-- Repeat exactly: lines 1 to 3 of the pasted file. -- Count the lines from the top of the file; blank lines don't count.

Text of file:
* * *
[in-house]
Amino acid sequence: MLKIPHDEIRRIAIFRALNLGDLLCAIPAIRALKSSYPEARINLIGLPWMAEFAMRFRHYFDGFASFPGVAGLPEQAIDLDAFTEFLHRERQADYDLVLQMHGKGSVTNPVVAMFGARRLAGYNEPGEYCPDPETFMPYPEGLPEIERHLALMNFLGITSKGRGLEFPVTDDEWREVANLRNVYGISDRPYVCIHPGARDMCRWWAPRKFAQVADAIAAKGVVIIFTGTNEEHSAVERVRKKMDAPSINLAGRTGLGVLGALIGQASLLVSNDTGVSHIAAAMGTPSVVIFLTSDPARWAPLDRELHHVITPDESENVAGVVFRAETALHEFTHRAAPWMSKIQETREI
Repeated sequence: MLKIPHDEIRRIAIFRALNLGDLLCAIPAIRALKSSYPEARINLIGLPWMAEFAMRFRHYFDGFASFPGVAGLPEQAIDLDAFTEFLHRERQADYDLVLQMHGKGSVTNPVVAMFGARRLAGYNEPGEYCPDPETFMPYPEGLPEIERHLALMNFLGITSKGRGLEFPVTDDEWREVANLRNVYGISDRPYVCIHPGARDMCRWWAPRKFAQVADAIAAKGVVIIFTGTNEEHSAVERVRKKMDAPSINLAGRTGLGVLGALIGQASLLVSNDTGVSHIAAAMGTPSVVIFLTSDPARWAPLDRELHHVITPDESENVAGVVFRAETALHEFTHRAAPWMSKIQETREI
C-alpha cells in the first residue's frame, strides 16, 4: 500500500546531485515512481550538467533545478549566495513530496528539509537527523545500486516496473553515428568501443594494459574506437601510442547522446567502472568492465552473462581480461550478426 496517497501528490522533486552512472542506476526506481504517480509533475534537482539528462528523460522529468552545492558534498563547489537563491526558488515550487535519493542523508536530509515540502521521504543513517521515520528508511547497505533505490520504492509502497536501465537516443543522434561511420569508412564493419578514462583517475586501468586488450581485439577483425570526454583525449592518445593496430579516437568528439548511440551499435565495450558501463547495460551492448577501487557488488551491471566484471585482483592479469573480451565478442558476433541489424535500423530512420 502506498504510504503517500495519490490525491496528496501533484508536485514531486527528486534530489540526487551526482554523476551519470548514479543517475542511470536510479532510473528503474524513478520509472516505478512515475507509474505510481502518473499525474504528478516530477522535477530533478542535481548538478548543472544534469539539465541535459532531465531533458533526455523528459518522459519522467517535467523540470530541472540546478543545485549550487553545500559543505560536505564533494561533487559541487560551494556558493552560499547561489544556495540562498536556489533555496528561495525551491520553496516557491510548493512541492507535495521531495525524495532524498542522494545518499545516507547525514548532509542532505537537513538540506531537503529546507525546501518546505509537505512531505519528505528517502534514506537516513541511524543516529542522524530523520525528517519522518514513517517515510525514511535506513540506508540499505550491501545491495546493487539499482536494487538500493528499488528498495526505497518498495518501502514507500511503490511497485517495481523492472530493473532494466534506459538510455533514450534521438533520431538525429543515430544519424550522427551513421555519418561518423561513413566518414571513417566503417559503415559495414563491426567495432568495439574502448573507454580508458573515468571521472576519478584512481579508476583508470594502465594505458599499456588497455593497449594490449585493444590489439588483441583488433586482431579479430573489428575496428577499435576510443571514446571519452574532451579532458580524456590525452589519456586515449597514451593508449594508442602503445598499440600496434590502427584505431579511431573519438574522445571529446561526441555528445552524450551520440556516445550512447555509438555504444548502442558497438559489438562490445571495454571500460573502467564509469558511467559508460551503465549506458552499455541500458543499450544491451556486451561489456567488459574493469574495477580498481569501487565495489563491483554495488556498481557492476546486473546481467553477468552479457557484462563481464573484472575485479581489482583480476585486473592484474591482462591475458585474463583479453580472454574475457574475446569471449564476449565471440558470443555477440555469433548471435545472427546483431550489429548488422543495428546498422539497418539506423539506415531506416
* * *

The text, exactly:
[in-house]
Amino acid sequence: MLKIPHDEIRRIAIFRALNLGDLLCAIPAIRALKSSYPEARINLIGLPWMAEFAMRFRHYFDGFASFPGVAGLPEQAIDLDAFTEFLHRERQADYDLVLQMHGKGSVTNPVVAMFGARRLAGYNEPGEYCPDPETFMPYPEGLPEIERHLALMNFLGITSKGRGLEFPVTDDEWREVANLRNVYGISDRPYVCIHPGARDMCRWWAPRKFAQVADAIAAKGVVIIFTGTNEEHSAVERVRKKMDAPSINLAGRTGLGVLGALIGQASLLVSNDTGVSHIAAAMGTPSVVIFLTSDPARWAPLDRELHHVITPDESENVAGVVFRAETALHEFTHRAAPWMSKIQETREI
Repeated sequence: MLKIPHDEIRRIAIFRALNLGDLLCAIPAIRALKSSYPEARINLIGLPWMAEFAMRFRHYFDGFASFPGVAGLPEQAIDLDAFTEFLHRERQADYDLVLQMHGKGSVTNPVVAMFGARRLAGYNEPGEYCPDPETFMPYPEGLPEIERHLALMNFLGITSKGRGLEFPVTDDEWREVANLRNVYGISDRPYVCIHPGARDMCRWWAPRKFAQVADAIAAKGVVIIFTGTNEEHSAVERVRKKMDAPSINLAGRTGLGVLGALIGQASLLVSNDTGVSHIAAAMGTPSVVIFLTSDPARWAPLDRELHHVITPDESENVAGVVFRAETALHEFTHRAAPWMSKIQETREI